The model of homeopathy

I realize now that I have grown disheartened about the CAM /Integrative medicine movement over the years. I have managed to remain loyal and passionate about homeopathic medicine because it remains true to wholeness and healing at a very deep core level. The goal of homeopathy is always to find the ONE remedy which unites the Spirit-Mind-Body in its quest for health and has the potential to cure many many ills. I was and still am struck by the the word, "cure," and that's what hooked me about homeopathy from the very beginning and still hooks me to this day. Homeopathy delves into not only how a person is ill, but how and why they became ill.  Understanding the mental and emotional etiology is often the only way you go about selecting the most appropriate one remedy, or “simillimum.” We talk about how the mind, body, and spirit are interconnected, and how when one part of us is ill, the whole is ill. The remedy reconnects us to the whole of ourselves, and in the process heals all aspects of the Self. That's pretty darned “integrative.”

   

I wish someone would be
the Jerry McGuire of this
movement and help get us
back to the Heart and Soul
of what CAM and Integrative
Medicine claimed it was all
about so many years ago.
 
 
Hahnemann, the founder of homeopathy in the 18th century, talked about the importance of nutrition and hygiene and the dangers of cold, damp dwellings. He talked about "obstacles to cure," a fascinating topic relevant to this very day. Many of our most potent healing remedies are grief remedies. How do we measure the chemistry of grief exactly? And who out there doesn’t think that unresolved grief does NOT have an adverse impact on the body. The same is true for anger, resentment, guilt. There is no stone left unturned by a good classical homeopath. If you haven’t experienced homeopathic treatment, you owe this to yourself and your clients/patients or whatever semantics you happen to prefer.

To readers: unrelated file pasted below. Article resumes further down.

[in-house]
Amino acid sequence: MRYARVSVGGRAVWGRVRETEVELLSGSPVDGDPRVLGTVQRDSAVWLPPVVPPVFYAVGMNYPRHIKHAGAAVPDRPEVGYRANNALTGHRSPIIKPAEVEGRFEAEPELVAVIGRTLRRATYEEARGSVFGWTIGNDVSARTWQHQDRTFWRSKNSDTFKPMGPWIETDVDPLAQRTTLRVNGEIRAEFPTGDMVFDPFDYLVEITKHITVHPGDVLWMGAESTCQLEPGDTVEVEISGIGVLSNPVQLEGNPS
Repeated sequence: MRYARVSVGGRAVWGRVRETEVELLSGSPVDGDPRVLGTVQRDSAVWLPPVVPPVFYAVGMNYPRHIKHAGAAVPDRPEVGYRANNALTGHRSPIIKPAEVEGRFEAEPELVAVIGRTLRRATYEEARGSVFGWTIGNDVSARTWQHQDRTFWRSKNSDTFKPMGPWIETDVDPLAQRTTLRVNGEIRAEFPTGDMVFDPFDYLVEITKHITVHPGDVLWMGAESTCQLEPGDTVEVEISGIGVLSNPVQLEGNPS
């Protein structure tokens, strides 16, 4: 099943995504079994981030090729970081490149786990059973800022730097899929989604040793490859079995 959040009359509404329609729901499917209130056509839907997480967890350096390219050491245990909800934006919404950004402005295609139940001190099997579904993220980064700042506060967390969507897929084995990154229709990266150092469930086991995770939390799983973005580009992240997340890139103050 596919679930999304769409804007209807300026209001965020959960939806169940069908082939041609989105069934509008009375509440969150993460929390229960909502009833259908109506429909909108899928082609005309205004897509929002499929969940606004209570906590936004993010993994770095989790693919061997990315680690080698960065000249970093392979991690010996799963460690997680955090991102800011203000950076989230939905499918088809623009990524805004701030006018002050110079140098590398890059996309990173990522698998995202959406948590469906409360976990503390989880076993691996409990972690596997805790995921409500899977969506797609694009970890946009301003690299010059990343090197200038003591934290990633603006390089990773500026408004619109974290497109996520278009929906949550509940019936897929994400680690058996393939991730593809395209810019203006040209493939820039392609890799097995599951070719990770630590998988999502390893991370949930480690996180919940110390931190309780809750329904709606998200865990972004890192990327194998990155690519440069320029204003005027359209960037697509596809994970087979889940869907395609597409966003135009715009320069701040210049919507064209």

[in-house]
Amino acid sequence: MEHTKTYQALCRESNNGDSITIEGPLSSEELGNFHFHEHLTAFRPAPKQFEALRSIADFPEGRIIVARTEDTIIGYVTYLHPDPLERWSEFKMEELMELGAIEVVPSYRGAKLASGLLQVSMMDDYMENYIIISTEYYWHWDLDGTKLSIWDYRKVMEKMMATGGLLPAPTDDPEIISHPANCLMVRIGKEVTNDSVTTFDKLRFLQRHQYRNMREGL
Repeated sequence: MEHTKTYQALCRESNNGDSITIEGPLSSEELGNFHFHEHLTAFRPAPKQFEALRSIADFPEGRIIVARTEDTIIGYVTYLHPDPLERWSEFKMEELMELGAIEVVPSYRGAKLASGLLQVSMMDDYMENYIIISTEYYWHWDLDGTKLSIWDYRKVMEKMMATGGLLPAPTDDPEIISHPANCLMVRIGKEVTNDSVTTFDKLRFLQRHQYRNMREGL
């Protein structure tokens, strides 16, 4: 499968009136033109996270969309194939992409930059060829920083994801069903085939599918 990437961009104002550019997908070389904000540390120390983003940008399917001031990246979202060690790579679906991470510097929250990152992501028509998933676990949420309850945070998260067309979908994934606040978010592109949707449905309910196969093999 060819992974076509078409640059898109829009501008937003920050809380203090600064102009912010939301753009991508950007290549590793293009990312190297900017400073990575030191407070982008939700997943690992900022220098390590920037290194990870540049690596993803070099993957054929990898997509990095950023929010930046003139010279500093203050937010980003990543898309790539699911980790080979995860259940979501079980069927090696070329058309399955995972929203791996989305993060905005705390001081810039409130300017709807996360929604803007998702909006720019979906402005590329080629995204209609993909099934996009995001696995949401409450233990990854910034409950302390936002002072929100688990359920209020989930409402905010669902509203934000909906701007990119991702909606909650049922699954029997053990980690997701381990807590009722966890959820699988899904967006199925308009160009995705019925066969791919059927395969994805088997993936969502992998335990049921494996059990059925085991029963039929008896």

While I understand the economic necessities of running a large conference, I don't have to like the fact that the world of CAM (or" Integrative Medicine ") no longer seems to hold the hope for me that it once did. It does not feel like it is focused on healing or integration at all. I don't think the answer to deep healing is in popping pills and supplements and powdered formulas and capsules. Some of that is necessary of course, but not to the extent that we seem to be focusing.

I wish someone would be the Jerry McGuire of this movement and help get us back to the Heart and Soul of what CAM and Integrative Medicine claimed it was all about so many years ago. Healing is complex and mysterious and down right sacred. We, too, are complex and mysterious and sacred. I'd like to see us get back to these fundamental healing truths and be cautious about searching for the answers in material dosed products promising to deliver the fountain of youth.

Punzo's suggestions on our steps to right our course


Let's have conferences about HEALING and healing philosophies.  Let's not call it integrative or CAM. And if we do use the term “integrative,” then let’s do just that, INTEGRATE disciplines. Let’s treat that as the verb it is meant to be. Let’s be more inclusive of the other disciplines. And please, let us have all our future conferences in green environments filled with natural light and provide wholesome organic foods.